The following post by Tara Grieshop-Goodwin, deputy director if KYA, was featured on the Reclaiming Futures blog. To see the original post, visit

Many things make me proud to call Kentucky home – beautiful horses, great college basketball, and friendly people. But behind the rolling hills, the thrilling games, and smiling faces, are several things that raise concern about my great state. Kentucky frequently ranks at the bottom of the pile on health, economic well-being and other measures of how children are faring. One disconcerting mark in particular is the frequency with which youth end up being locked up for things like skipping school or running away from home. Kentucky has the 2nd highest rate in the nation of doing so.

This brings me back to feeling proud – proud in how local communities and state leaders are responding to the need for changes to how we currently handle youth charged with status offenses in Kentucky. Lawmakers are looking at options on the legislative front. Communities across the state are trying to address the needs of youth in different ways that don’t result in the child being locked up.

When Kentucky Youth Advocates (KYA) convened a group of interested stakeholders a couple of years ago, one thing was clear – there was broad agreement that a guide to help communities work through a way to work with youth charged with status offenses, often with complex needs, would go a long way towards reducing the use of lock up with this population. The Reclaiming Futures model was soon raised as an option, because of its success in Kentucky and its thorough approach to identification, assessment, and service coordination. Kentucky partners Kari Collins and Michelle Kilgore are former project directors and current national coaches with the Reclaiming Futures initiative. Having worked on the implementation in the two Kentucky sites, they knew the strength of the framework and how well it worked with Kentucky’s infrastructure.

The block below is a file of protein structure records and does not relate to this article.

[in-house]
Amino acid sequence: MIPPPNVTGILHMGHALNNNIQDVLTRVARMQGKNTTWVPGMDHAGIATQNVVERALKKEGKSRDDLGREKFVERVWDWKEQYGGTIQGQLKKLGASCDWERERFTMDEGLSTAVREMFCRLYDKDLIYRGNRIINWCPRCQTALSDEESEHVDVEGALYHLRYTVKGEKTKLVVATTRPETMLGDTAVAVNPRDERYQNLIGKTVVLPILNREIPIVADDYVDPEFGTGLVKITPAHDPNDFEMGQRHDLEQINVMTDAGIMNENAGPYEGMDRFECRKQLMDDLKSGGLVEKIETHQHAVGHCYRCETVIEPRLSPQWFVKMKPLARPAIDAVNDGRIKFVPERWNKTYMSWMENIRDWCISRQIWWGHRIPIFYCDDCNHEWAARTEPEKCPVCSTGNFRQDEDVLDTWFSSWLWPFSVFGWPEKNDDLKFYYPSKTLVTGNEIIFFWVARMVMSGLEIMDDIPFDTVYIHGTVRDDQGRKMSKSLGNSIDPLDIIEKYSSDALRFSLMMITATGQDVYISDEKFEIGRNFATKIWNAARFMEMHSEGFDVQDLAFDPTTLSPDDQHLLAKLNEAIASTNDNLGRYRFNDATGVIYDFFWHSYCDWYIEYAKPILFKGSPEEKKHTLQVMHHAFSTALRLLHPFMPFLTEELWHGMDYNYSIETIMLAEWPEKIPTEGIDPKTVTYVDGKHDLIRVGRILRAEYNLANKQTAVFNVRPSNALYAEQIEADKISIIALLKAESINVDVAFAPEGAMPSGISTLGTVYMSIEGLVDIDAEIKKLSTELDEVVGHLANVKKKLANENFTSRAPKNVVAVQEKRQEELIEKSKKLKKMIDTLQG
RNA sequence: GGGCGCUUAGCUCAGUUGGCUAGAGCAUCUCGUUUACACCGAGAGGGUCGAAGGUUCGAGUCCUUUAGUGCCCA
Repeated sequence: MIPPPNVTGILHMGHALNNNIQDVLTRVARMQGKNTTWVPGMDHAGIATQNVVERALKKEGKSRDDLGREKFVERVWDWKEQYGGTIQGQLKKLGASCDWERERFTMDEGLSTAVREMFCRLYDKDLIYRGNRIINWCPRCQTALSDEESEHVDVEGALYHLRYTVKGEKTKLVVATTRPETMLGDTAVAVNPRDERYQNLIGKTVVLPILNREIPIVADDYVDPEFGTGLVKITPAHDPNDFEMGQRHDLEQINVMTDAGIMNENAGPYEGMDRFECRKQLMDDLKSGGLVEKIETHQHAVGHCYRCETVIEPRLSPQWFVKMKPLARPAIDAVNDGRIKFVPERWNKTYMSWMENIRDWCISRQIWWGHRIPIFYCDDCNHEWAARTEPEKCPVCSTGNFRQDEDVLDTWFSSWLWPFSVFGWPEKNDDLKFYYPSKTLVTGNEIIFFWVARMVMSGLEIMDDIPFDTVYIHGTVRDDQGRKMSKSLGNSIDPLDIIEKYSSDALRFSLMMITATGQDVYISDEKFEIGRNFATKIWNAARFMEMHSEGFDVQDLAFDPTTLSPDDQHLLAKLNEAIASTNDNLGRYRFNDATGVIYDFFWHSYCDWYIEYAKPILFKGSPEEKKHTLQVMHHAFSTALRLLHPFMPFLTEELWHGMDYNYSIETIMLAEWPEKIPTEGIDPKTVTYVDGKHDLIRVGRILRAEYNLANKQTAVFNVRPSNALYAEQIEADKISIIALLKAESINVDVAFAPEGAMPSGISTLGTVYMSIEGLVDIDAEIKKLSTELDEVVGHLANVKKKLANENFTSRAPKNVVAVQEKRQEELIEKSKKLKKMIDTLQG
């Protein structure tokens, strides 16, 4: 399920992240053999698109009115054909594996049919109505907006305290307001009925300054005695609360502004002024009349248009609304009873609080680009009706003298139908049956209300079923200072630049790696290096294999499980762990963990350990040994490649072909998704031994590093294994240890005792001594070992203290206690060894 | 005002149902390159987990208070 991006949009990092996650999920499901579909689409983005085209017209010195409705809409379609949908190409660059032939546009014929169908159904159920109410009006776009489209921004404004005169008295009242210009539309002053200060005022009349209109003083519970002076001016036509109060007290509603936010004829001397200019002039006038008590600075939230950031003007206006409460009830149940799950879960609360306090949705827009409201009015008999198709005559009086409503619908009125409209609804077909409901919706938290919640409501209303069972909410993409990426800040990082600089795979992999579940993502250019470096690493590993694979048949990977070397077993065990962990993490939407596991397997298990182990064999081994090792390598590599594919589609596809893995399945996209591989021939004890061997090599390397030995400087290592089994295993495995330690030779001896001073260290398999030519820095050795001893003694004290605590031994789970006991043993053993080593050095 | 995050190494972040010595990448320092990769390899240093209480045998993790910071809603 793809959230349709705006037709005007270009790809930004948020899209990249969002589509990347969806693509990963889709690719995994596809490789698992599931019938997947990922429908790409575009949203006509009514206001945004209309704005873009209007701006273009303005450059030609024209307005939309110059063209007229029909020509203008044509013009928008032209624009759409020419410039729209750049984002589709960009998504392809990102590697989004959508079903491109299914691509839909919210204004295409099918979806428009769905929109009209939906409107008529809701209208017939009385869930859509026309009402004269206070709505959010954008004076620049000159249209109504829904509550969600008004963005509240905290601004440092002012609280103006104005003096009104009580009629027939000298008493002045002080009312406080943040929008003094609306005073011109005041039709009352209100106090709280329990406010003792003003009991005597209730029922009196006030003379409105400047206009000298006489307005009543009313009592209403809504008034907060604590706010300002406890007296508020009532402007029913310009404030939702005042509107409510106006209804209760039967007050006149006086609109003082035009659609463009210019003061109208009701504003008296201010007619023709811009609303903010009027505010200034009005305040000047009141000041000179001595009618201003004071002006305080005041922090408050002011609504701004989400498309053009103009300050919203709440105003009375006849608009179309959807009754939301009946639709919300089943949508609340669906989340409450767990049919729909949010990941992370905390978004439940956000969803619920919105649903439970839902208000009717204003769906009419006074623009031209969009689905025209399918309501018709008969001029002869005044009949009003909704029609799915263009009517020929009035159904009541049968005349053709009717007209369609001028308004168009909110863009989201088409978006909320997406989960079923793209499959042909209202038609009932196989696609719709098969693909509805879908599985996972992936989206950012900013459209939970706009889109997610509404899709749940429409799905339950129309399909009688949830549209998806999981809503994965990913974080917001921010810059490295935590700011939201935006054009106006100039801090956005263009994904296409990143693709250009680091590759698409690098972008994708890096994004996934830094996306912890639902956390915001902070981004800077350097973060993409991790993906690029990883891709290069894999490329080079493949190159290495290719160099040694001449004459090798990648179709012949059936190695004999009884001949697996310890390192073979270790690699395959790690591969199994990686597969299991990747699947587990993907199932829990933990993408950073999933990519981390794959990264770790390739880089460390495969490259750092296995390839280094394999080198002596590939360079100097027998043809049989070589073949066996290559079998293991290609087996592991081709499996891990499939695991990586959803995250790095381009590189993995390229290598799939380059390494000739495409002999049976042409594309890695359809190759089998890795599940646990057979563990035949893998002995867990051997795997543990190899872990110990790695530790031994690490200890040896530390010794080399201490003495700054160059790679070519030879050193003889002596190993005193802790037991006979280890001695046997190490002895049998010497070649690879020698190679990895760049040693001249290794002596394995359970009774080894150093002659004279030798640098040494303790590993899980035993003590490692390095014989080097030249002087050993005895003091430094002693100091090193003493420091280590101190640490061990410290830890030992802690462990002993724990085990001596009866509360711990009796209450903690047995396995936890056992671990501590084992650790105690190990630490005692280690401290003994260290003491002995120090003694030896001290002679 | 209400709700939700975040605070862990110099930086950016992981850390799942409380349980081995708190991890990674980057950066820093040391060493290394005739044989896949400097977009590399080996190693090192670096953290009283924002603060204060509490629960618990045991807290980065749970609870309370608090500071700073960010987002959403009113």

With assistance from Kentucky partners and the Reclaiming Futures National Program Office, KYA modified the framework to focus on youth charged with status offenses. The framework builds on the national model while using the Kentucky context and existing structures.

The Kentucky Reclaiming Futures framework identifies the critical stages of implementing a successful plan for youth who have been or are at risk of being charged with a status offense. The framework consists of six stages that direct how the juvenile justice system, other youth serving agencies and organizations, and the community can work together to reduce the secure detention of youth charged with status offenses and work toward positive outcomes for these youth and their families.

Click here to view Reclaiming Futures in Kentucky: Applying a proven framework for an effective community and judicial response to status offenses and other complex needs of youth in rural and urban settings.